Some rules, like records, are made to be broken. Thank goodness that Jerry Reinsdorf didn't let one of his unwritten ones get in the way of his baseball franchise a few years back.
Reinsdorf is a strong believer in limiting ownership's risk by not signing players, especially pitchers, to extended contracts. He had drawn a line in the sand for pitchers at three years, and it almost cost the White Sox the services of one Mark Buehrle.
Let's hear it for compromise.
About three months after Buehrle no-hit the Texas Rangers, Reinsdorf agreed to give his cornerstone left-hander -- one of the best pitchers in the game both then and now -- a four-year offer. Buehrle had wanted to stay in Chicago all along, and the $56-million deal allowed him to forego an impending round of free agency. He would have been snapped up by somebody -- Yankees, Red Sox, his beloved Cardinals.
And the Sox would have known what it was to experience a loss like the one the Cubs did when they allowed Greg Maddux to sign with the Braves.
I sometimes have referred to Buehrle as "the left-handed Maddux," to the amusement of at least one friend who worships the ivy at Wrigley Field. But look at him now. Look at him real hard.
Buehrle, barely 30, added a perfect game to his resume Thursday at U.S. Cellular -- an instant 5-0 classic against the Rays that will be remembered more for the acrobatic, uncannily well-timed catch defensive replacement Dewayne Wise made as any of Buehrle's 116 pitches.
But man, were these good pitches -- never two in the same spot, rarely one that a hitter could anticipate.
Just ask Michel Hernandez. He struck out on a 3-2 changeup for the 26th out, one after Wise robbed Gabe Kapler for No. 25, and one before shortstop Alexei Ramirez handled Jason Bartlett's grounder for No. 27.
You have a perfect game on the line and you throw a 3-2 changeup? That's Buehrle.
The ability to throw the perfect pitch at the perfect time, without even looking like he's breaking a sweat trying, is the true signature of Chicago's best pitcher since Maddux. He now has as many no-hitters as the times he was cut by his high school baseball team. And look at the company he is in.
Five pitchers before Buehrle had thrown more than one no-hitter and at least one perfect game. Those guys -- Addie Joss, Cy Young, Sandy Koufax, Jim Bunning and Randy Johnson -- are either already in the Hall of Fame or awaiting future induction.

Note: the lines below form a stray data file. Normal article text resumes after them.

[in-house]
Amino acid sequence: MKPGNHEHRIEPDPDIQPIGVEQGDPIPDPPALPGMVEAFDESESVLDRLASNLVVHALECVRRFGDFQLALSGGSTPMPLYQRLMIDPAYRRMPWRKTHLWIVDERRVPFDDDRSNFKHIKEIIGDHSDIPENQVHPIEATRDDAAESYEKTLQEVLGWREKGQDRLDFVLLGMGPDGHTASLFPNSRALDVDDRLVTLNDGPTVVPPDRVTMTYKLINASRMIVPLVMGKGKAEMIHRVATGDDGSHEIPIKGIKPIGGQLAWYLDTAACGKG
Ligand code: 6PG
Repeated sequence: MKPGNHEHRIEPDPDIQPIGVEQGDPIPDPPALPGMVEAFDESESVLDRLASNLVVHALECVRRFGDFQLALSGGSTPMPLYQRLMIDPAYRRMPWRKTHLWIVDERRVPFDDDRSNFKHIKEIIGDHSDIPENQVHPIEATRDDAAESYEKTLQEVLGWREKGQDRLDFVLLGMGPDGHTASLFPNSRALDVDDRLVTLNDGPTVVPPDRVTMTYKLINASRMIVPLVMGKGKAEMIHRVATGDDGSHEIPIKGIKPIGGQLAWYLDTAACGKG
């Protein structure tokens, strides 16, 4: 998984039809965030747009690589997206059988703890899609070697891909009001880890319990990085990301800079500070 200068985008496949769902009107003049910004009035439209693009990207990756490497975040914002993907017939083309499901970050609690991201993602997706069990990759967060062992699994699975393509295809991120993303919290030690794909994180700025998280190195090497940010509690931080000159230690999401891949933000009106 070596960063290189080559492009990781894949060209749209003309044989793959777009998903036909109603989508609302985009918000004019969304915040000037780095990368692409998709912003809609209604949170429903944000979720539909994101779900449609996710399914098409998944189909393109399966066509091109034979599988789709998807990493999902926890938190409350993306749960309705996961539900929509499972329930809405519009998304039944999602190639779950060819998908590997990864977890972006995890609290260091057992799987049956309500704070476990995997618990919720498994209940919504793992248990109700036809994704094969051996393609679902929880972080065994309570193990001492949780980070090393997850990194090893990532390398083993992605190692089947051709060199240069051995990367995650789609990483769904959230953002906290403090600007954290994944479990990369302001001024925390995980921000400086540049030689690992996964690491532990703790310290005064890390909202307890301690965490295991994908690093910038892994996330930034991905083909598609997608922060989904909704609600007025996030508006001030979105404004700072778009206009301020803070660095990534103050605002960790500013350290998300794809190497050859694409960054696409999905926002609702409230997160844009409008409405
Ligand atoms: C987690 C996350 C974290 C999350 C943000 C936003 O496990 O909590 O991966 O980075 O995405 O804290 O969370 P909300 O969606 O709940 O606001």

He just may be on his way, if he keeps pitching. He's 133-90 in his 10 seasons, and is as much of a cruise-control, 15-plus victory guy as there is in the major leagues. He doesn't get as much attention as the hard throwers -- CC Sabathia and the rest -- but he thrives in a hitter's park in a muscle-bound league. Try that sometime, Jake Peavy.
Buehrle has been as durable as they come since he arrived as a wide-eyed rookie on the Sox's 2000 playoff team, setting a great example for the pitchers who have come behind him.
Buehrle said after Thursday's game that he has surprised himself throughout his career. He never expected to throw a no-hitter, let alone a perfect game. He never thought he could hit a home run (he got that earlier this season).
There are two things he wants now, he said -- a Gold Glove (he long has been deserving, as pickoff victims will attest) and a Cy Young Award. This could be the season he makes a run at the latter, as the perfect game put him in the forefront of voters' minds and he seems capable of winning 18-plus games.
This is only the second year of the four-year contract he signed after he moved within half a season of entering the free-agent market. It's too early to talk about a new contract or any of that.
The question may be whether he wants to keep pitching when this contract expires at the end of 2011. He told me earlier this year that this might be the last one of his life, as he misses his family (wife, children, father, mother and siblings) badly when he is away, especially for long stays like spring training.
Was he kidding? I don't think so. He's about as sincere as they come.
Buehrle is one of the players who really gets it. He's willing to share his experiences -- all of his experiences -- with fans via every form of media known to man.
He was making the rounds of talk shows after the perfect game. At the end of one interview, a host referred to him as "a class act."
"Thanks," Buehrle said. "That means a lot."
He's as good as it gets.